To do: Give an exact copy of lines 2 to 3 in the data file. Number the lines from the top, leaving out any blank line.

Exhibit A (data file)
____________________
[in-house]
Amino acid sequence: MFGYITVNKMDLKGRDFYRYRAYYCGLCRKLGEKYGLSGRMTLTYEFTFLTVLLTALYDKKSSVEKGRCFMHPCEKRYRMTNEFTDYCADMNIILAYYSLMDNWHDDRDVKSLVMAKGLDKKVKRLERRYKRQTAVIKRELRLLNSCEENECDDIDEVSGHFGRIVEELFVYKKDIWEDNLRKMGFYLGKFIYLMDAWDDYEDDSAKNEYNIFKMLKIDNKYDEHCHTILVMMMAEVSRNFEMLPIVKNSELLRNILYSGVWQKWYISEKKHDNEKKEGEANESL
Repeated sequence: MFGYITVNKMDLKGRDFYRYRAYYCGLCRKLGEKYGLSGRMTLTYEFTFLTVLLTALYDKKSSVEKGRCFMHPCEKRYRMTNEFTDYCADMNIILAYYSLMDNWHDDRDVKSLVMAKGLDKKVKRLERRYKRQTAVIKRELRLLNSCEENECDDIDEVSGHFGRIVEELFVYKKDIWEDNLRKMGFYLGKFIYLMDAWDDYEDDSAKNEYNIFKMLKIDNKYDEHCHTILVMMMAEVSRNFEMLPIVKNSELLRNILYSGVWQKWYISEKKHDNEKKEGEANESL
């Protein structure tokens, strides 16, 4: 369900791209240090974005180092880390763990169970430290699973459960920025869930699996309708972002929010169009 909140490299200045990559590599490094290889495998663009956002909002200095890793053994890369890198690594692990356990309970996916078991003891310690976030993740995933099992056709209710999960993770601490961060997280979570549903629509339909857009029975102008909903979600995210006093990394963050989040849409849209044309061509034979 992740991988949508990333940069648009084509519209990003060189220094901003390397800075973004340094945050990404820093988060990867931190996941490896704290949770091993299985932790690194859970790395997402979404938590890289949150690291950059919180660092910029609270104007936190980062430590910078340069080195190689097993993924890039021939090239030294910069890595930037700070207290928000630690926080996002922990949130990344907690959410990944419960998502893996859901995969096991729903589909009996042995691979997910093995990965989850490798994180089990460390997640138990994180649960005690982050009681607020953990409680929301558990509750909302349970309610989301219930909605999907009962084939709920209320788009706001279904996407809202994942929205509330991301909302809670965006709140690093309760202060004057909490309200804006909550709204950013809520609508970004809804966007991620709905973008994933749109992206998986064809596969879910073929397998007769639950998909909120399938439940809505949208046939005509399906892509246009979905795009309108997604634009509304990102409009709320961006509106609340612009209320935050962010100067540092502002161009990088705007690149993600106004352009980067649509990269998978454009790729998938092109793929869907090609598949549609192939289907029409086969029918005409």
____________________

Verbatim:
Amino acid sequence: MFGYITVNKMDLKGRDFYRYRAYYCGLCRKLGEKYGLSGRMTLTYEFTFLTVLLTALYDKKSSVEKGRCFMHPCEKRYRMTNEFTDYCADMNIILAYYSLMDNWHDDRDVKSLVMAKGLDKKVKRLERRYKRQTAVIKRELRLLNSCEENECDDIDEVSGHFGRIVEELFVYKKDIWEDNLRKMGFYLGKFIYLMDAWDDYEDDSAKNEYNIFKMLKIDNKYDEHCHTILVMMMAEVSRNFEMLPIVKNSELLRNILYSGVWQKWYISEKKHDNEKKEGEANESL
Repeated sequence: MFGYITVNKMDLKGRDFYRYRAYYCGLCRKLGEKYGLSGRMTLTYEFTFLTVLLTALYDKKSSVEKGRCFMHPCEKRYRMTNEFTDYCADMNIILAYYSLMDNWHDDRDVKSLVMAKGLDKKVKRLERRYKRQTAVIKRELRLLNSCEENECDDIDEVSGHFGRIVEELFVYKKDIWEDNLRKMGFYLGKFIYLMDAWDDYEDDSAKNEYNIFKMLKIDNKYDEHCHTILVMMMAEVSRNFEMLPIVKNSELLRNILYSGVWQKWYISEKKHDNEKKEGEANESL